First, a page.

McLaughlin Eastshore State Park is one of the most outstanding achievements in the history of open space protection. It is the result of decades of citizen efforts to protect San Francisco Bay as a public open space resource. Over 4,000 major stakeholders and interested parties reached a substantial consensus on the future uses and improvements for the park. The newly designated State seashore is a recreational facility harmonious with its natural setting. It is located in the midst of one of the most highly urbanized areas of California.
On October 3, 2012, the California State Park and Recreation Commission renamed this 8.5-mile shoreline parkland McLaughlin Eastshore State Park in honor of Save The Bay co-founder Sylvia McLaughlin.
The park extends 8.5 miles along the East Bay shoreline from the Bay Bridge to Richmond. It includes 1,833 acres of uplands and tidelands along the waterfronts of Oakland, Emeryville, Berkeley, Albany, and Richmond. The park parallels the most heavily traveled corridor in the East Bay, making it a highly visible, highly accessible area of parkland.
The East Bay Regional Park District, acting as agent for the State, used funds from the Park District's 1988 Measure AA and state park bonds to acquire the property and clean up contaminated areas at a cost of more than $33 million. The McLaughlin Eastshore State Park General Plan identifies the future preservation, conservation, and recreation uses and improvements for the park.
The Park District is the operator of the park using funds from the Park District's Measure CC, approved by District voters in 2004. The City of Albany currently owns and operates the Albany Bulb which is adjacent to but outside of the park boundaries.The park does not yet include the Albany Bulb.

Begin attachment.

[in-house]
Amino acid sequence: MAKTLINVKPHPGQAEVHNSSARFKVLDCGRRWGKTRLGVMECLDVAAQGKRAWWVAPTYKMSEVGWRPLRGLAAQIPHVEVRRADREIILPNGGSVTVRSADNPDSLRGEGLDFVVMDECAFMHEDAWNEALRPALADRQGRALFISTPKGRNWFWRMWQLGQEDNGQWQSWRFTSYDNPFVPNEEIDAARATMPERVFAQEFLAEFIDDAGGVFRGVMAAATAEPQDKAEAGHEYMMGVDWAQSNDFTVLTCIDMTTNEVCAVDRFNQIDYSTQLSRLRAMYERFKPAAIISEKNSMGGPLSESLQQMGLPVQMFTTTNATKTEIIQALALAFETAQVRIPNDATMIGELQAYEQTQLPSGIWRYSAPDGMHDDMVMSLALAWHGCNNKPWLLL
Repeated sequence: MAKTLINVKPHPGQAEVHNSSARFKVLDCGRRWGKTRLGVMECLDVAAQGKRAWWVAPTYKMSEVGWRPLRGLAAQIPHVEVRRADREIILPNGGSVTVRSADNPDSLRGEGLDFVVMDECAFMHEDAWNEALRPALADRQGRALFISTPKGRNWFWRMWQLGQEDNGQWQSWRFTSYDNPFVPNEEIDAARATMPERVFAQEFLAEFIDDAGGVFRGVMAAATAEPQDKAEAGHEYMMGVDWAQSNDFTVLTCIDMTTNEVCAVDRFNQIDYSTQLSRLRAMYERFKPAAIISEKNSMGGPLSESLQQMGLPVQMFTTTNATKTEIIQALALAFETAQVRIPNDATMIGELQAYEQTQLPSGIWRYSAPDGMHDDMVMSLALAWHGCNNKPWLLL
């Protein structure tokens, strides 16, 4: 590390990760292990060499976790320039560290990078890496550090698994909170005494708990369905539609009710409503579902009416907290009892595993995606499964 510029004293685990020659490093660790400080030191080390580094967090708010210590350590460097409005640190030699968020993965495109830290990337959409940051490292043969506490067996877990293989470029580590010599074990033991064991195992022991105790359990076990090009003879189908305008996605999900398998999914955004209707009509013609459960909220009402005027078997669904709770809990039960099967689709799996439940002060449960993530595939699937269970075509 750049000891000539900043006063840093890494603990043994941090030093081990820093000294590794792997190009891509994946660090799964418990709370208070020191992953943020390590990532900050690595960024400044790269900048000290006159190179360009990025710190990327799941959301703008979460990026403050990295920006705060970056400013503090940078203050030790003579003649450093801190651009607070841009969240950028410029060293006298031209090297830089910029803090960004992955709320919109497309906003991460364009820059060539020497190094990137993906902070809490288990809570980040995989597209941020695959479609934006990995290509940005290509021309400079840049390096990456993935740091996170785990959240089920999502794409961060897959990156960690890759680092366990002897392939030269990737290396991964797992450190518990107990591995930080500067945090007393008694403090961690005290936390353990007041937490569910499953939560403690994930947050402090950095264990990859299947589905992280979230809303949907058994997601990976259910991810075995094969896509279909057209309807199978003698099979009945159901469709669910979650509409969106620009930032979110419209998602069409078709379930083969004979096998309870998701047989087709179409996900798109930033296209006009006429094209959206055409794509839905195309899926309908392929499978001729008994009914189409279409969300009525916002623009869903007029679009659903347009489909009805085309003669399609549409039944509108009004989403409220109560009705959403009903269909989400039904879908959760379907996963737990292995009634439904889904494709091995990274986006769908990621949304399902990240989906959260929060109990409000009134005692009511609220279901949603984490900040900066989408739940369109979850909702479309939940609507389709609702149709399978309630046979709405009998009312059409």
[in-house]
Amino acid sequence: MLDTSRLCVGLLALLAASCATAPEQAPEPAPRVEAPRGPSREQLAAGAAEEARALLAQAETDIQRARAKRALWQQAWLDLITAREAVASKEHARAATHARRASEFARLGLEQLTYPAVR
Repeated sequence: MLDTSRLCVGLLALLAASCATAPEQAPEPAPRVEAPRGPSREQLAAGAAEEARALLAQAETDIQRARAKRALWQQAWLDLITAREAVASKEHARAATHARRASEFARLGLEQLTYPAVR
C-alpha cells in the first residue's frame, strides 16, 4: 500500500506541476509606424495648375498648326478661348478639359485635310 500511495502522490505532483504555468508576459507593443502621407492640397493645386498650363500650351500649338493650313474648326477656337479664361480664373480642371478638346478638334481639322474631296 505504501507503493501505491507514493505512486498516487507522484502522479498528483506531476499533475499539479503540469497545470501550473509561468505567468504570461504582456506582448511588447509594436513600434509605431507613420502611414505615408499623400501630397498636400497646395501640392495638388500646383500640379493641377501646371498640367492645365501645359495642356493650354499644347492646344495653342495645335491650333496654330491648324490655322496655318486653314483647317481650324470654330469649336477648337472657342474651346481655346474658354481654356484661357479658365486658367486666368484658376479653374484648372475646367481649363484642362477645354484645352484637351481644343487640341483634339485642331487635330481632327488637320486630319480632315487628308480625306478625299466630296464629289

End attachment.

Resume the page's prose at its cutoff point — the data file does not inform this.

The East Bay Regional Park District is enhancing and restoring a number of ecosystems and habitat types throughout the park. The Berkeley Meadow Habitat Restoration is one such project that improved public access and ecological habitats in the Berkeley Meadow.
The 72-acre Berkeley Meadow was operated by the City of Berkeley until the 1960s. Hazardous materials were removed in 1998. Habitats in the Meadow consisted of non-native weeds, small patches of native vegetation, and several seasonal wetlands that had developed atop the subsiding landfill. A three-phase restoration plan was completed in 2011.
The 72-acre meadow, a former landfill site, was restored in three phases over five years at a cost of $6,000,000. The finished meadow has seasonal wetlands, coastal prairie, and coastal scrub areas, creating a diverse and thriving habitat for plants and animals in an urban area. Walking paths and interpretive signs welcome the public.
The first portion of the park to be opened to the public by the East Bay Regional Park District was the multi-use trail connecting Pt. Isabel Regional Shoreline to the Richmond Marina. Additions to the San Francisco Bay Trail will likely be the next park facilities to come online as environmental remediation projects are completed. Portions of this section of the Bay Trail are now being designed.
The shoreline reflects the influences of both natural systems and human intervention, with natural features such as tidal marshes and beaches intermingled with man-made elements such as former municipal landfills.
Albany Beach is a conditionally designated official San Francisco Bay Water Trail trailhead.
Pedestrian and bicycle trails run almost the entire length of the park and provide a panoramic view of the Bay.
The Tom Bates Regional Sports Complex (also known as the Gilman Fields) is managed and operated by the City of Berkeley’s Recreation Department. For field reservations/permits, please contact DRobles@CityofBerkeley.info.
Driving directions: The park is located along 8.5 miles of the San Francisco Bay shoreline just west of Highway I-80 (the Eastshore Freeway) and Highway I-580. There are many entrances to the park. The major entrances are located at the following interchanges along I-80 and I-580: Central Avenue in Richmond; Buchanan Street in Albany; Gilman Street, University Avenue, and Ashby Avenue, in Berkeley; and Powell Street in Emeryville.
Maps are available at most of the bulletin boards at trailheads in the park, or you can print your own.
Click the map image below to see an enlarged version.